I received the Zodiac Tarot deck for Christmas and I’ve been playing with it recently. It is a Lo Scarabeo deck by Lee Bursten and artist Luca Raimondo. The box the deck come in claims it contains “the first true astrological Tarot cards.” I was looking forward to this deck because the booklet Lee Bursten wrote for the Lo Scarabeo Universal Tarot of Marseille is one of the best essays I have read about the tarot in many years.
At first I was a bit put off by the artwork. The cards are not beautiful by any means. The scenes look like they are taken from the mid-twentieth century. The characters are rather homely and the women tend to have very masculine features. At times I had a hard time telling if the card depicted the grandmother or the grandfather. On one of the cards the little girl looks like a male midget with a mustache who has tried to disguise himself by putting on a blond wig.
The underlying concept of the cards is very clever. They attempt to be purely astrological in their symbolism and more or less follow the correlations of the Golden Dawn. The seven planets on the Major Arcana are signified by people in a family: grandparents, parents, young man, little girl, and infant. The zodiac signs are represented by scenes that bear an analogy to the astrological meaning of the signs. The pip cards use the images from the Major Arcana to depict various permutations of people and scenes (planets and signs) as outlined by the Golden Dawn.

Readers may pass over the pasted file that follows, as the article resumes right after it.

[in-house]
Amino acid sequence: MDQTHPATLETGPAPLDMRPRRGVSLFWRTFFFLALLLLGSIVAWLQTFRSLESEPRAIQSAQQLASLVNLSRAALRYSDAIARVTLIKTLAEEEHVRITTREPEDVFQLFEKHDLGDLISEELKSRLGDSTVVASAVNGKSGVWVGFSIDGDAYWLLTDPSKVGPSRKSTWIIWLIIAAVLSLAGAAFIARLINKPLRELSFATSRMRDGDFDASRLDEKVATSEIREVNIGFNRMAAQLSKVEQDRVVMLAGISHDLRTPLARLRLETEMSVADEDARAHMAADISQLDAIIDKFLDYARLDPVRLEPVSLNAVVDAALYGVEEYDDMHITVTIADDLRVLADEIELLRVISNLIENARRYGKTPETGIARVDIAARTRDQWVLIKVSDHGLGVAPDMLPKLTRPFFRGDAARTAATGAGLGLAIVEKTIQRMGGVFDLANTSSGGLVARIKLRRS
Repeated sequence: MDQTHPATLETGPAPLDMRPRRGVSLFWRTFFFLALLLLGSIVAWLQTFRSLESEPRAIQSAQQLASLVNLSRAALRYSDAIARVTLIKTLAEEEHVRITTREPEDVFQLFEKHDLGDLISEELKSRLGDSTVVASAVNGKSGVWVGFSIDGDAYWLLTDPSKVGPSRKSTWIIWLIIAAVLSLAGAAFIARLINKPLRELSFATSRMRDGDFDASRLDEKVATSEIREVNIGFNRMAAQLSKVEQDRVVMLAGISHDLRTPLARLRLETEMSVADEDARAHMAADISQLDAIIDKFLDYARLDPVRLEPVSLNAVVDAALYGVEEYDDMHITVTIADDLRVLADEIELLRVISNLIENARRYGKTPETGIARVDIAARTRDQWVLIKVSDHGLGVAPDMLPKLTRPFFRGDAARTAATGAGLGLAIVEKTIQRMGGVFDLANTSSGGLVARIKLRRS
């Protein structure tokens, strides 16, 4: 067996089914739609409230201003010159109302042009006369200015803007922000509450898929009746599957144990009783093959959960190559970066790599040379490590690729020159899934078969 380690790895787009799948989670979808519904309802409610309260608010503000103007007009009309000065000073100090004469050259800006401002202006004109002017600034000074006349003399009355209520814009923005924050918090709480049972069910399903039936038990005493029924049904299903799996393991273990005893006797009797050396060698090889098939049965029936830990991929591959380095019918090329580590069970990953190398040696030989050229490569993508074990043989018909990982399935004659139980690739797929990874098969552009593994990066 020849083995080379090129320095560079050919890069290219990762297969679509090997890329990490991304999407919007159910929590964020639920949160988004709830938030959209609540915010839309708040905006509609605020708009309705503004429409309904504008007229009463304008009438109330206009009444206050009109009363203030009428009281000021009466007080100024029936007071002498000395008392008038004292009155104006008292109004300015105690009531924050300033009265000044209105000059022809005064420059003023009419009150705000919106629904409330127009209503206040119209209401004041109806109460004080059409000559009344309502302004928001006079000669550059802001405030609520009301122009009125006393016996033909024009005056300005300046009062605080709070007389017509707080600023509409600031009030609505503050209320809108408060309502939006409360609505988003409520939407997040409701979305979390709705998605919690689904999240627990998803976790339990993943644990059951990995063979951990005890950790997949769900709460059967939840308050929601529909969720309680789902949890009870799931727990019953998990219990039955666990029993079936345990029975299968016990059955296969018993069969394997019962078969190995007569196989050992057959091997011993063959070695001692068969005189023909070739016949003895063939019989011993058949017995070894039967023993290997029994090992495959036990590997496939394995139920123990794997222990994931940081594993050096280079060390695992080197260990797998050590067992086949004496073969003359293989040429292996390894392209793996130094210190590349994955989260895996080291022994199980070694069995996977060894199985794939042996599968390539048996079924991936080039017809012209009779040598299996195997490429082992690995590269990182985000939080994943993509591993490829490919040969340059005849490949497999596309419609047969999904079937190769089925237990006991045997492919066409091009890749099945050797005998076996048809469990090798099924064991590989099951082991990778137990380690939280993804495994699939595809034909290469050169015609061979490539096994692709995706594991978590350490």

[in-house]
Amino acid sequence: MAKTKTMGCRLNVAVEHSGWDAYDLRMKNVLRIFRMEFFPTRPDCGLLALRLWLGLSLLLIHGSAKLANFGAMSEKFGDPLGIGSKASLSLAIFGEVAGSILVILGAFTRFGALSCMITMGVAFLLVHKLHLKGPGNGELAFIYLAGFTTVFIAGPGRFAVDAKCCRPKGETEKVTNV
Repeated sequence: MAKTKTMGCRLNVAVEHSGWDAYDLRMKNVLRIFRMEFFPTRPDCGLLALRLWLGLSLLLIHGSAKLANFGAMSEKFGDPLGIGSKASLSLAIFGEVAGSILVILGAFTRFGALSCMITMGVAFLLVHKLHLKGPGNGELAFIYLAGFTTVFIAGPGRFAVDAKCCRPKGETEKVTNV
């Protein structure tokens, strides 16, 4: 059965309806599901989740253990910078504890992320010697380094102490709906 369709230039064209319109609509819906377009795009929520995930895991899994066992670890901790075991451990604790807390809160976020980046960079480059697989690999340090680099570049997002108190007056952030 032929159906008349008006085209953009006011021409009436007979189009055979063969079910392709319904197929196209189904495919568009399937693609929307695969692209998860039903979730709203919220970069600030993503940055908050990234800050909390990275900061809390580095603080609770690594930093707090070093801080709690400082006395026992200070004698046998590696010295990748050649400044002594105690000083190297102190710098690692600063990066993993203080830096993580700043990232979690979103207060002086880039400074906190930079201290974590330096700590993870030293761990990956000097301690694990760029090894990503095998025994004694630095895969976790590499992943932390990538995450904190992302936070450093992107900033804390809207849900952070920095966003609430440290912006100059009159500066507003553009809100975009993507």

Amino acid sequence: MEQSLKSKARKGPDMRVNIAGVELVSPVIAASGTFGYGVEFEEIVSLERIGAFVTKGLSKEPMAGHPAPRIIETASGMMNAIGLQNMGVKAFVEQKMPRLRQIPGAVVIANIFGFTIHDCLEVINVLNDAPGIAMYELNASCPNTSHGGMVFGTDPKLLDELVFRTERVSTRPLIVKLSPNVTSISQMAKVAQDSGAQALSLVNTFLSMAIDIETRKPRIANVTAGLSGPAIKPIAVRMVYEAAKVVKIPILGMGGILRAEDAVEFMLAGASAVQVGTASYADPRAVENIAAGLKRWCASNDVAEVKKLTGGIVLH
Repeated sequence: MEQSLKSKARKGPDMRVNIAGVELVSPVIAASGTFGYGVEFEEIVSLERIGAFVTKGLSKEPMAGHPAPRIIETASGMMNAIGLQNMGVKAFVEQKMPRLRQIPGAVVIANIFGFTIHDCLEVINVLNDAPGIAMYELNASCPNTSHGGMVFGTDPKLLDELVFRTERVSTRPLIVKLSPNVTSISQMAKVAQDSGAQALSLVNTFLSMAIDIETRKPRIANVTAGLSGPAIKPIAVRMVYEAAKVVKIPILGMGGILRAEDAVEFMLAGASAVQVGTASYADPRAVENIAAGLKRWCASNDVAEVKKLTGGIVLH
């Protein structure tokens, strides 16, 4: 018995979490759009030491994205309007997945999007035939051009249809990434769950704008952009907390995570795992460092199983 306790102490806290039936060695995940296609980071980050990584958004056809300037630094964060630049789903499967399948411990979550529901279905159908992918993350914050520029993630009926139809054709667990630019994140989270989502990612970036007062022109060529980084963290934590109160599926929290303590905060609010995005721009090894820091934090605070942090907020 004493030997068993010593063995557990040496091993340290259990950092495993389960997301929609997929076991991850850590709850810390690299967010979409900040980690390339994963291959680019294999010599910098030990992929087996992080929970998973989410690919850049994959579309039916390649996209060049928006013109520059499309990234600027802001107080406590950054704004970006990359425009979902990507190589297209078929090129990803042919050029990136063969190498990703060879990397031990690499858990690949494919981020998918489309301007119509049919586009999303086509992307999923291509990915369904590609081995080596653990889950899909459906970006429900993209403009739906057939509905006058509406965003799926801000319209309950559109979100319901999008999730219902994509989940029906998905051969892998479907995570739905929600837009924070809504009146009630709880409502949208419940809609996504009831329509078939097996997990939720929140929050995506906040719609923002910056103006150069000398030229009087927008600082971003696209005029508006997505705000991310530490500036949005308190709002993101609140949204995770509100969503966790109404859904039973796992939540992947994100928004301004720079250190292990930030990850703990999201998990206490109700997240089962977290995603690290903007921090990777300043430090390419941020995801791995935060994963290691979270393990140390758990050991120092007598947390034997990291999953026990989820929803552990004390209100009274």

Unlike the Golden Dawn, this deck uses the modern planets Uranus, Neptune, and Pluto (which was not even discovered when the Golden Dawn invented its system). Also unlike the Golden Dawn, this deck relies solely on the astrological attributions to delineate the cards, whereas the Golden Dawn used a combination of astrology, the Kabbalah, and Picatrix for most of its interpretations.
Because I am conversant with astrology, this deck was easy to learn and use. It felt quite liberating to use only the astrological symbolism of the cards and to be free of the other esoteric mumbo-jumbo introduced by the Golden Dawn on the basis on their fraudulent cipher manuscripts. With repeated use, I have become quite fond of this deck. It forces the tarot reader to rely on his or her intuition and only secondarily on the astrological system behind the cards. Intuitive readers will have no difficulty in doing meaningful readings with the deck.
I have a couple of minor gripes. Saturn on the cards is pictured as fairly youthful and Jupiter as quite ancient. To me this is a bit jarring because Saturn was Jupiter’s father and is also known as Father Time. I wish the author and the artist had stuck with the symbols of the elements for the Fool, the Hanged Man, and the Last Judgement instead of the modern planets which I find restrict their meaning. I also wish they had used the Golden Dawn & Crowely names for the court cards: Princess, Prince, Queen, and Knight.
These objections aside, I am really enjoying the deck and it has produced some insightful readings and a sense of liberation as I’ve been using it.